Etherless Ethereum Tokens: Simulating Native Tokens in Ethereum, by John Andrews and Michele Ciampi and Vassilis Zikas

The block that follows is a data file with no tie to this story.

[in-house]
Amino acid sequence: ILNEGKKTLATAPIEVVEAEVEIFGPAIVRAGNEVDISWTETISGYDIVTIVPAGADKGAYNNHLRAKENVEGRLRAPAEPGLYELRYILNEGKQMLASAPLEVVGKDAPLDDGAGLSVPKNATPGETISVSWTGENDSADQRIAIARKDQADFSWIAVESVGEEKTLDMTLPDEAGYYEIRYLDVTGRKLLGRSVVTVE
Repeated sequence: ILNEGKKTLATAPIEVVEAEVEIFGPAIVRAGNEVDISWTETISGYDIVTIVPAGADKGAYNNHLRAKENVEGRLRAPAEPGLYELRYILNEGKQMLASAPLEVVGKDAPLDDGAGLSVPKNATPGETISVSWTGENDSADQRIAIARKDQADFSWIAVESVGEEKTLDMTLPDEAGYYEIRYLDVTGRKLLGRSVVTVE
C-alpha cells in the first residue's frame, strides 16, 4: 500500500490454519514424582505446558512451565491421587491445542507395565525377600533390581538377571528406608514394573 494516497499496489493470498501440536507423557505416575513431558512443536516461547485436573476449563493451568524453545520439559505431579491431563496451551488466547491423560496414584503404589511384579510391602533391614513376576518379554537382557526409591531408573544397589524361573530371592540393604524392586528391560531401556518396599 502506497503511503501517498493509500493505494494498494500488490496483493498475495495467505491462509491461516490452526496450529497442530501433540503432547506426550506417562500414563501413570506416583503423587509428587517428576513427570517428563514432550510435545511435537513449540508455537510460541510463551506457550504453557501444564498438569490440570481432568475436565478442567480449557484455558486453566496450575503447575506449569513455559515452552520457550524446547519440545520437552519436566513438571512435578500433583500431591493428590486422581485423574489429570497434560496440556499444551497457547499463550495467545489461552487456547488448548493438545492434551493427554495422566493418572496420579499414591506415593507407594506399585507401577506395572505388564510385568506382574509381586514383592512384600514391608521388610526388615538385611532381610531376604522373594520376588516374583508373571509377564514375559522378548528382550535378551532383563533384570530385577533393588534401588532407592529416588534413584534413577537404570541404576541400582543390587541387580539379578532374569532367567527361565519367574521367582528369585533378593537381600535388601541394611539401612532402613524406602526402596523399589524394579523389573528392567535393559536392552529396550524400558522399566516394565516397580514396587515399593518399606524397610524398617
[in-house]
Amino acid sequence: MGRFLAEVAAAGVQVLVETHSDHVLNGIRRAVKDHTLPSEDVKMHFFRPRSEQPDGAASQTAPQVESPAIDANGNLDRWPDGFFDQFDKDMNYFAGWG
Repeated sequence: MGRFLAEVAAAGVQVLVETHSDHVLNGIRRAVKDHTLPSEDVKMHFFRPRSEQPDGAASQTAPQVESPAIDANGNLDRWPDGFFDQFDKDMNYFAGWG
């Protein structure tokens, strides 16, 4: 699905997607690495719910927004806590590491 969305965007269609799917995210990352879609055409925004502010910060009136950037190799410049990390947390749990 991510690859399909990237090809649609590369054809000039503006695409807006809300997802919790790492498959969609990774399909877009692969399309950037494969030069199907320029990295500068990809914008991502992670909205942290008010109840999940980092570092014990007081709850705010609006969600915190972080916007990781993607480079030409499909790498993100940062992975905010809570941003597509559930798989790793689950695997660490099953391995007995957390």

Standardized Ethereum tokens, e.g., ERC-20 tokens, have become the norm in fundraising (through ICOs) and kicking off blockchain-based DeFi applications. However, they require the user’s wallet to hold both tokens and ether to pay the gas fee for making a transaction. This makes for a cumbersome and counterintuitive–at least for less tech-savvy users–user experience, especially when the token creator intends to switch to their own blockchain down the line, or wishes the flexibility of transferring the token to a different smart-contract enabled blockchain. We formalize, instantiate, and analyze in a composable manner a system that we call Etherless Ethereum Tokens (in short, EETs), which allows the token creator to allow its users to transact in a closed-economy manner, i.e., having only tokens on their wallet and paying any transaction fees in token units rather than gas. In the process, we devise a methodology for capturing Ethereum token-contracts in the Universal Composability (UC) framework, which can be of independent interest. We have implemented and benchmarked our system and compared it to another solution for obtaining similar functionality in Ethereum, i.e., the Gas Station Networks (GSN); in addition to being the first system with a rigorous security analysis, we demonstrate that EETs are not only far easier to deploy, but are also far less gas intensive than the GSN.